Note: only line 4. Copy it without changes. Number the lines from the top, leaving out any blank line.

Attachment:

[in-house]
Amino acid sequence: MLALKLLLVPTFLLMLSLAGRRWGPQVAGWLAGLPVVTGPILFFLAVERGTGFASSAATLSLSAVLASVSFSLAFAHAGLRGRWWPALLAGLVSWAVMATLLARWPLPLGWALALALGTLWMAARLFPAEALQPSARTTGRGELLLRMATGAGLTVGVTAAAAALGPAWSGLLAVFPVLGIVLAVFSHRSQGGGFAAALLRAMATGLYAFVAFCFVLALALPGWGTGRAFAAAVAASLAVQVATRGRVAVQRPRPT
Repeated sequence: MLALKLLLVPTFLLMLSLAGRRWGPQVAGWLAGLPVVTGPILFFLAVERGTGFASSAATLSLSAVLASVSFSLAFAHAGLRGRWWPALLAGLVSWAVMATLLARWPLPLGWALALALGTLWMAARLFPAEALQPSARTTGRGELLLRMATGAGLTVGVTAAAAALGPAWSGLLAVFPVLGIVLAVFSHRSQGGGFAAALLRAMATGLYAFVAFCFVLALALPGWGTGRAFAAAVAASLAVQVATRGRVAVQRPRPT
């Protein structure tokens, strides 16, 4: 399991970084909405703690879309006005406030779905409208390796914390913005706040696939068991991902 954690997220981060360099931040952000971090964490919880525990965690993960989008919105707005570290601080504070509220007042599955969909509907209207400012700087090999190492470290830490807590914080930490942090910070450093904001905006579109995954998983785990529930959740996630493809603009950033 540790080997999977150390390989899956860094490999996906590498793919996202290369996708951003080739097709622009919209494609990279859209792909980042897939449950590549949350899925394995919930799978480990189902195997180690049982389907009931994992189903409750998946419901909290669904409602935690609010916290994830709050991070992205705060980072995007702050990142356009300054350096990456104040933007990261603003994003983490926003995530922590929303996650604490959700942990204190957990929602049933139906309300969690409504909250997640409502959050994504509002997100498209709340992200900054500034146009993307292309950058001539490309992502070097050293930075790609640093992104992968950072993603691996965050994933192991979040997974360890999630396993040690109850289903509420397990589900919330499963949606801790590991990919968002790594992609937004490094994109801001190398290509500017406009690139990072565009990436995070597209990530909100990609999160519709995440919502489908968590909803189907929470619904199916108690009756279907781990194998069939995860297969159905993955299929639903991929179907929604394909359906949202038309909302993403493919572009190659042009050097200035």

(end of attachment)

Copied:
């Protein structure tokens, strides 16, 4: 399991970084909405703690879309006005406030779905409208390796914390913005706040696939068991991902 954690997220981060360099931040952000971090964490919880525990965690993960989008919105707005570290601080504070509220007042599955969909509907209207400012700087090999190492470290830490807590914080930490942090910070450093904001905006579109995954998983785990529930959740996630493809603009950033 540790080997999977150390390989899956860094490999996906590498793919996202290369996708951003080739097709622009919209494609990279859209792909980042897939449950590549949350899925394995919930799978480990189902195997180690049982389907009931994992189903409750998946419901909290669904409602935690609010916290994830709050991070992205705060980072995007702050990142356009300054350096990456104040933007990261603003994003983490926003995530922590929303996650604490959700942990204190957990929602049933139906309300969690409504909250997640409502959050994504509002997100498209709340992200900054500034146009993307292309950058001539490309992502070097050293930075790609640093992104992968950072993603691996965050994933192991979040997974360890999630396993040690109850289903509420397990589900919330499963949606801790590991990919968002790594992609937004490094994109801001190398290509500017406009690139990072565009990436995070597209990530909100990609999160519709995440919502489908968590909803189907929470619904199916108690009756279907781990194998069939995860297969159905993955299929639903991929179907929604394909359906949202038309909302993403493919572009190659042009050097200035």